Ender's Game by Orson Scott Card

Summary from Goodreads:

In order to develop a secure defense against a hostile alien race's next attack, government agencies breed child geniuses and train them as soldiers. A brilliant young boy, Andrew "Ender" Wiggin lives with his kind but distant parents, his sadistic brother Peter, and the person he loves more than anyone else, his sister Valentine. Peter and Valentine were candidates for the soldier-training program but didn't make the cut—young Ender is the Wiggin drafted to the orbiting Battle School for rigorous military training.

Ender's skills make him a leader in school and respected in the Battle Room, where children play at mock battles in zero gravity. Yet growing up in an artificial community of young soldiers Ender suffers greatly from isolation, rivalry from his peers, pressure from the adult teachers, and an unsettling fear of the alien invaders. His psychological battles include loneliness, fear that he is becoming like the cruel brother he reme…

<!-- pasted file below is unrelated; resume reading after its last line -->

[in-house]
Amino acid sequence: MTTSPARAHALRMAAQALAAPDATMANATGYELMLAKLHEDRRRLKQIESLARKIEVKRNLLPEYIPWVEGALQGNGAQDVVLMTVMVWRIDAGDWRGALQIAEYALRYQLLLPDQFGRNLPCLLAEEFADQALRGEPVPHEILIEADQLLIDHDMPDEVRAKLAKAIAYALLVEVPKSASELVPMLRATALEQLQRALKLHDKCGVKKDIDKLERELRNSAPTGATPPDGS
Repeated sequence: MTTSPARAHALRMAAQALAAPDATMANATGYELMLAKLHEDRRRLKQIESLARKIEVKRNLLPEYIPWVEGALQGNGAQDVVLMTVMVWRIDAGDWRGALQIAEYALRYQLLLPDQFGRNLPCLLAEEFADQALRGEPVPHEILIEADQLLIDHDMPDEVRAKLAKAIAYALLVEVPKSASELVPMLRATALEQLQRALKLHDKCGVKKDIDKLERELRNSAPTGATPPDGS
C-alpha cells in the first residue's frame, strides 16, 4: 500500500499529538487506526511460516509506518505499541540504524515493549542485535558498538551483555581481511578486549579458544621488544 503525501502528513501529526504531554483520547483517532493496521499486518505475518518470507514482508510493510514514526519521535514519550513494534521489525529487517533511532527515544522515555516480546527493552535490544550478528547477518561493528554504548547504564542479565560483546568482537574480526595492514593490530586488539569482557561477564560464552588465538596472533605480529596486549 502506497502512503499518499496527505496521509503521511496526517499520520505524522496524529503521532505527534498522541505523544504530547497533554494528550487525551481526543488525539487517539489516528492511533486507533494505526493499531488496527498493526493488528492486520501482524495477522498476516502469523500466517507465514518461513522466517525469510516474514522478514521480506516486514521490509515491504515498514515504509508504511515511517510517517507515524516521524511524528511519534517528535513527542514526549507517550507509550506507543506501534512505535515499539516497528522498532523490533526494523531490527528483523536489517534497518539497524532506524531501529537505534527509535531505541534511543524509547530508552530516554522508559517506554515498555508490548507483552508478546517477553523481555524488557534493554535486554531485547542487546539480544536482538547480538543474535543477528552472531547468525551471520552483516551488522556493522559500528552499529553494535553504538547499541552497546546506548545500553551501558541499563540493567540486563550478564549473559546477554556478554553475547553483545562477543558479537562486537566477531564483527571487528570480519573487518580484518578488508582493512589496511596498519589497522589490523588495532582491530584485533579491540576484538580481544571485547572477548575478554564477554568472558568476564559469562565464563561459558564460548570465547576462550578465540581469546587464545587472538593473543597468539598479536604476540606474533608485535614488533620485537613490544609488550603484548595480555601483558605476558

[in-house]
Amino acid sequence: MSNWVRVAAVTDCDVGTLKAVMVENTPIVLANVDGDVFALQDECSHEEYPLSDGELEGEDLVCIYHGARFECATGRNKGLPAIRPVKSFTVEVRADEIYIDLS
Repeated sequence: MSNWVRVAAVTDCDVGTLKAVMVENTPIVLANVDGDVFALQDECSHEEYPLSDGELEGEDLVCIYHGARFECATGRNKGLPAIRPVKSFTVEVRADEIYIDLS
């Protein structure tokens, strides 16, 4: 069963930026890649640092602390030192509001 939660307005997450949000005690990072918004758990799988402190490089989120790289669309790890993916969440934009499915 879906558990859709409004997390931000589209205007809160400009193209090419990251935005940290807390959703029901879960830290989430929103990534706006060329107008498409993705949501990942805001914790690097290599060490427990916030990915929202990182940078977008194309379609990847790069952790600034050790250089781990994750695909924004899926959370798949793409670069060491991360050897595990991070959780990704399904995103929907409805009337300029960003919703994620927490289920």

Top Ten Books Dealing With Tough Subjects

1. Code Name Verity by Elizabeth Wein - A WWII story about women spies and fighter pilots. This is one of those stories that broke my heart. It's more than just espionage. It's about love, loyalty, bravery, and friendships.

2. The Book Thief by Marcus Zusak - Another WWII story made heartbreakingly sad through the words of a young girl named Liesel. Being a kid, and growing up in the middle of war is one of the hardest experiences there is.

3. Wintergirls by Laurie Halse Anderson - It's a haunting and riveting story that won me over because of it's prose which somewhat took away the grisliness of such a topic as eating disorders but did not fail in making me realize it's actual gravity.    

4. Speak by Laurie Halse Anderson - Speak deals with a traumatic event that led Melinda to suppress her feelings and shut herself out of the real world. I appreciated it's honest depiction of a teen's internal monologue. 

5. Before I Fall by Lauren Oliver - This book tackles…